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For those of you expecting Julie here today, sorry, you're stuck with me again, while Julie gives her hands a needed rest. She'll be back soon.
In the meantime, I spent this past Monday night doing an onstage chat with the multi-talented Robert J Wiersema, a bestselling author who's also, in his own words, a "promiscuous reviewer" and, for the past twenty years, a dedicated bookseller. We were meant to be promoting his new novel, Bedtime Story, but as writers will do, we strayed slightly off topic, and ended up talking about what his job in the bookstore has taught him, and how he's observed that there's often a very great difference between what book someone will choose as a gift for a person they don't know that well (this is when, Robert says, people go for the prize-winning novels, the big books that everyone's talking about), and the book that same person would buy as a gift for an intimate friend.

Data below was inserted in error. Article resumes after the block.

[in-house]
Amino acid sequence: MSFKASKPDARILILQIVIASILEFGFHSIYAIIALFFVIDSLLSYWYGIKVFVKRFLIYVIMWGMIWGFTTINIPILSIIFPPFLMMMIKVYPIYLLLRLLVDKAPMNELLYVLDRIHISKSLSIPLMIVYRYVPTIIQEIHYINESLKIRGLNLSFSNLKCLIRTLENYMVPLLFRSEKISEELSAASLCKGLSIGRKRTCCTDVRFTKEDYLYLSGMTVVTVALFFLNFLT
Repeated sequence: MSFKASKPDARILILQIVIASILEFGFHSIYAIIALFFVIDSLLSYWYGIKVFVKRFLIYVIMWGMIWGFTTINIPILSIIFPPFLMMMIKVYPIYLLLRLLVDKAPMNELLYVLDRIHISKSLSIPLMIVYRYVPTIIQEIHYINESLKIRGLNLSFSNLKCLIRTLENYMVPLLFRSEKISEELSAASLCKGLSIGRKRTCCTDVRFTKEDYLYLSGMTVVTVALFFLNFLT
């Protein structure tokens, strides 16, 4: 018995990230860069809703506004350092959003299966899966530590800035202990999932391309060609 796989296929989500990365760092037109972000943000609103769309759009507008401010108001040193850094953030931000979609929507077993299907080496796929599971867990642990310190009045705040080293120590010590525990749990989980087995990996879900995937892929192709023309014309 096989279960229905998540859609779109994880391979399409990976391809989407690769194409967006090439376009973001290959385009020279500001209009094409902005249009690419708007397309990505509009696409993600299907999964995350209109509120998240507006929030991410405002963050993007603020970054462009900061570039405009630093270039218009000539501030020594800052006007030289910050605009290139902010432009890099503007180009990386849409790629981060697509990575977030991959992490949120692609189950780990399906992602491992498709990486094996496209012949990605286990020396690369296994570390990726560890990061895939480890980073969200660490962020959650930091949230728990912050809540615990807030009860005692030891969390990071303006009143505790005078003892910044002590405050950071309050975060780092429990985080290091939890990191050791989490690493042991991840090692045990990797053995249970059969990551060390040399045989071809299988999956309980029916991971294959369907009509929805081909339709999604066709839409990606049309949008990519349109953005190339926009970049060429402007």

For our friends, he's noticed, we choose to give books that have meant something to us; have touched us, perhaps even changed us. We're giving, in essence, a bit of ourselves, neatly bound between covers.
I know this is certainly true when I buy for my children. I wander away from the "New and Hot" table and search out the Little House books and The Wind in the Willows, or Owls in the Family, all bits of my own happy childhood.
When it comes to my grown-up friends, I tend to tailor the book to the person as much as I can, so it's arguably more a little piece of them that I'm trying to give, to show how much I value them and understand and love them. For instance, I might buy my husband a book that I know he's been longing to have, even though it might be one I'd never read myself.
But I do squirrel away extra copies of my best-loved books: Mary Stewart's classics, Nevil Shute's A Town Like Alice and The Chequerboard, and Gregory Clark's May Your First Love Be Your Last, among others. And when I give them to people, I actually do feel I'm sharing a bit of myself.
With the holidays swiftly approaching, I know I'll be spending a lot of time combing the bookstores for gifts; only now, thanks to Robert, I'll also be sneaking a glance at what others are buying, and trying to guess from their choice of book whether they're buying for people they work with, or people they love.
Come back Sunday, when Anna will be posting (unless she gets waylaid and winds up drinking wine and watching Robert Downey, Jr. movies with our Julie...)